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But there is a difference, and it lies in the cause: Psychopaths present callous, unemotional tendencies because of physical abnormalities in the brain, while sociopaths show these same qualities as a result of social influences. Similarly, the terms "primary psychopath" and "secondary psychopath" denote this same physical/environmental divide. So when psychiatrists say "sociopath" or "secondary psychopath," they're essentially referring to the same thing [source: Hirstein].

Despite the publication of two new editions of the DSM since 1980, psychopathy is still relegated to the broader ASPD category. It's a sore point for many psychopathy specialists who are quick to point out that the two conditions are not the same, and, in fact, only 1 in 5 people with ASPD are psychopaths [source: Kiehl and Buckholtz].

Now that we've established the history and vocabulary of psychopathy, let's dig a little deeper into the characteristics of the disorder.

A good place to start is with demographics. Do age, race or gender play a role in psychopathy? The answer is a little tricky because psychopaths, by their very nature, aren't likely to admit to having a problem. Without any self-reporting, researchers instead have to rely on survey data gathered largely from criminals who are compelled to undergo psychiatric examination. Conclusions based on such data are often uncertain at best or controversial at worst.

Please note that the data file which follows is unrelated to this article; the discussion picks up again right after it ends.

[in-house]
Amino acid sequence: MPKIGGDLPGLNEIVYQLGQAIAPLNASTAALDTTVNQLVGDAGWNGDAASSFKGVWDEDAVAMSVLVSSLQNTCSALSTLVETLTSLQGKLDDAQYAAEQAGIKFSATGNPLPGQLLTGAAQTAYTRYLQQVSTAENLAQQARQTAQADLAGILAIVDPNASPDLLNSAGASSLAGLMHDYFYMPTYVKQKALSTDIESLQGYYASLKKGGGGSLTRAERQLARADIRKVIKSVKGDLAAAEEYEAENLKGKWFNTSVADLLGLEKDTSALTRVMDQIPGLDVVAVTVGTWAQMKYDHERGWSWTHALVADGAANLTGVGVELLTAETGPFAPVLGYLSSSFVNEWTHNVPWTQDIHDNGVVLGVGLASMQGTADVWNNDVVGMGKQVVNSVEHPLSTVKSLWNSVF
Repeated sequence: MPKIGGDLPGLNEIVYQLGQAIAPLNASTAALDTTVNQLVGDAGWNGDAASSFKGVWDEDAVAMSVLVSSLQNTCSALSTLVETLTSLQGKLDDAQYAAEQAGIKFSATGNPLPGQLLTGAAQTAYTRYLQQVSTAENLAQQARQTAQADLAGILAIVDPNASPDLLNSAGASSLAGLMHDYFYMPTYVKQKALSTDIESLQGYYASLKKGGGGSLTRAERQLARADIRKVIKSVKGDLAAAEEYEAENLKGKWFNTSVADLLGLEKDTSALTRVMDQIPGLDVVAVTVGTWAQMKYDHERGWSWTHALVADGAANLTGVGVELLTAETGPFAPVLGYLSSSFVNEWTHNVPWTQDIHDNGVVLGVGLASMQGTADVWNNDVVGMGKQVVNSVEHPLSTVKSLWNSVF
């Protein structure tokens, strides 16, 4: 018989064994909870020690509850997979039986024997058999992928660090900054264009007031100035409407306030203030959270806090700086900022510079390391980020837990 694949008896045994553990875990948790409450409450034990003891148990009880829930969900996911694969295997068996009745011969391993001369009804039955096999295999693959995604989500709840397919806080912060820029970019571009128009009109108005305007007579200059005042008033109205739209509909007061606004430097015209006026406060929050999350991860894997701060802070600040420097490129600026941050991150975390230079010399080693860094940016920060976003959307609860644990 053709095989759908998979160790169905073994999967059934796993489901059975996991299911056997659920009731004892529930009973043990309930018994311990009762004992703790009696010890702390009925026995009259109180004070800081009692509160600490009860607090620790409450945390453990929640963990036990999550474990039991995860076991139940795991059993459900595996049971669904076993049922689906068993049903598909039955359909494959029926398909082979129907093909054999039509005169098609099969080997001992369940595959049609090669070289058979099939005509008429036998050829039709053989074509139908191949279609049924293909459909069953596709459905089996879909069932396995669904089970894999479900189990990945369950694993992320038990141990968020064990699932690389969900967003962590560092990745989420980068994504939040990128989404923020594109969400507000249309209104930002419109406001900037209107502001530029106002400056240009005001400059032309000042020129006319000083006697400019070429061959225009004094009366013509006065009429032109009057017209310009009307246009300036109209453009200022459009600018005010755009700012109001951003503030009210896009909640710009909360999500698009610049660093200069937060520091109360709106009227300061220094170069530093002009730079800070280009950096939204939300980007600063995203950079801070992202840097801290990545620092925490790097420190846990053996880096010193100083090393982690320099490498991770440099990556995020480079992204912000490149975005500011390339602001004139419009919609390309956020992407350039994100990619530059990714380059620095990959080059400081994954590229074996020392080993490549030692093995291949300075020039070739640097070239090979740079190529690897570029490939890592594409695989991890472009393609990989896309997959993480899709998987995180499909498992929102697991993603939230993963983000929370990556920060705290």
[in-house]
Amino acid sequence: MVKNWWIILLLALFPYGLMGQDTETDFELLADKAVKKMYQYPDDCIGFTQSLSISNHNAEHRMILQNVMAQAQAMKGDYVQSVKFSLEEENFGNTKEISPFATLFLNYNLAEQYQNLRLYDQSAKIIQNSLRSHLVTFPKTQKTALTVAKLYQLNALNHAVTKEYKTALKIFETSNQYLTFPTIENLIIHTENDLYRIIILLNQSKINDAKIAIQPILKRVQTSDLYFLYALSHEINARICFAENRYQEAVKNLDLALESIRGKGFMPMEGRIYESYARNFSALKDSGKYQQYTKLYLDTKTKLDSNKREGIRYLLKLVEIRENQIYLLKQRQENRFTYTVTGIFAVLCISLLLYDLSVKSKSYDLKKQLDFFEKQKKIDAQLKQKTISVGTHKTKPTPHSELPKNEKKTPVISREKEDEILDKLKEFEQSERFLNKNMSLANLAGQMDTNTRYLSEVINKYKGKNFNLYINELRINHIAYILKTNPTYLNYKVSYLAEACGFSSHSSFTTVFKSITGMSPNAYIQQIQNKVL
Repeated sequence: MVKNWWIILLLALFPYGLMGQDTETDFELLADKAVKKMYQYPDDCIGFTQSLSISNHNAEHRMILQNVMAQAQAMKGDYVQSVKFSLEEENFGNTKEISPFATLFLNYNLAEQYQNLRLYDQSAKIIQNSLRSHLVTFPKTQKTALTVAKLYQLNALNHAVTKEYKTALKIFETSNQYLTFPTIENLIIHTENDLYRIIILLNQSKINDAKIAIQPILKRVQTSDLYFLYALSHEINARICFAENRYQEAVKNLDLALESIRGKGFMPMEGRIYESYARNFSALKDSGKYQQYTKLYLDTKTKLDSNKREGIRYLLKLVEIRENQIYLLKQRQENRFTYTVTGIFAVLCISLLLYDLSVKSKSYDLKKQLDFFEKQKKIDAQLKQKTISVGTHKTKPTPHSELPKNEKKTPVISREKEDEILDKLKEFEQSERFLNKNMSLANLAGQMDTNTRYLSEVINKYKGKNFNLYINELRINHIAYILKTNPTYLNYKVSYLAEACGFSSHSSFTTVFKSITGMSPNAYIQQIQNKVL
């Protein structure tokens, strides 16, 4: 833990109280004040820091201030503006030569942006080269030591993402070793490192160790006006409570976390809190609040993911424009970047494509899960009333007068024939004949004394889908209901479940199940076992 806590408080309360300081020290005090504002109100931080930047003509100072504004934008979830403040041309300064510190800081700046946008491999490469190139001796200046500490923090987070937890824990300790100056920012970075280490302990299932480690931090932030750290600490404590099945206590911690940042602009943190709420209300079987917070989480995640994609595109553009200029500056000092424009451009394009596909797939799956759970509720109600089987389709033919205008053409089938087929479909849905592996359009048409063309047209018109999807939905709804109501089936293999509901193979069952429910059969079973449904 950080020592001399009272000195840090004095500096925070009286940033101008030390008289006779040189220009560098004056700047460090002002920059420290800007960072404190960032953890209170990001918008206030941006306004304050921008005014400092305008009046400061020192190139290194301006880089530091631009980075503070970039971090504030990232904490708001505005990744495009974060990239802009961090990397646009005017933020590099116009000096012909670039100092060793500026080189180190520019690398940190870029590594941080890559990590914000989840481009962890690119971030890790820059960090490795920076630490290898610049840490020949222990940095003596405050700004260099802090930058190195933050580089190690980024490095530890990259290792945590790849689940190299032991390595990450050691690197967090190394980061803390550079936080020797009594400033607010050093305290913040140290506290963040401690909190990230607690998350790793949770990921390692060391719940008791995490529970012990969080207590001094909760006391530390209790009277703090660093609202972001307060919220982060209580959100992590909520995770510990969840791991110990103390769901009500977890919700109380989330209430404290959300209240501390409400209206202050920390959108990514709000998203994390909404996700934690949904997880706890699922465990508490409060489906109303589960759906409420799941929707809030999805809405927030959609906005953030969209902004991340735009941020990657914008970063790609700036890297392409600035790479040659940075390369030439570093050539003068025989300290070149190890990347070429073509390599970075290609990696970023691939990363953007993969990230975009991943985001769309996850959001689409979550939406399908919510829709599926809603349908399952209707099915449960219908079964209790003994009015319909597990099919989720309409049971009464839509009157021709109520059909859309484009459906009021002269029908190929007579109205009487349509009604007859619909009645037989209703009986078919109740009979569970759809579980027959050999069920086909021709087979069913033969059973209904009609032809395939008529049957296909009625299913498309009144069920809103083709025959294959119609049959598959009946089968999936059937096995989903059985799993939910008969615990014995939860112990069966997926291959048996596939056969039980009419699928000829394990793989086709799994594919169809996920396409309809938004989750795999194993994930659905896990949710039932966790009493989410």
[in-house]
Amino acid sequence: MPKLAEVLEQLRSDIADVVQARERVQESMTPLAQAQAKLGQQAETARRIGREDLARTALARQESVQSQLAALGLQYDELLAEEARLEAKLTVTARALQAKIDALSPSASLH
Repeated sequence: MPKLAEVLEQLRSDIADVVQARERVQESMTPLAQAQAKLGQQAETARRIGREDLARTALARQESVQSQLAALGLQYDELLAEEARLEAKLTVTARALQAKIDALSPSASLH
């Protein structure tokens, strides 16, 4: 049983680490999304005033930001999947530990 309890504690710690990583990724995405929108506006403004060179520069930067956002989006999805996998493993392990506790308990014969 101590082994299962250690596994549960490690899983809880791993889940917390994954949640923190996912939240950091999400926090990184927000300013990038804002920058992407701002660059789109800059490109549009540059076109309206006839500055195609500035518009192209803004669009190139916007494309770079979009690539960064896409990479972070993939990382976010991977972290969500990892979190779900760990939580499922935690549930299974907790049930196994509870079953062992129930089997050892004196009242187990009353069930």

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Studies related to age and race are particularly cloudy. One analysis on age, for example, showed that some psychopathic traits appear to decline as patients get older, though it's unclear why [source: Harpur and Hare]. Researchers also disagree about whether children can be considered psychopaths at all. While some studies suggest that infants and toddlers can express traits associated with psychopathy, children can't technically be diagnosed with the disorder, and such traits don't guarantee they'll become psychopaths as adults [sources: Harrold, McLain, Ossola].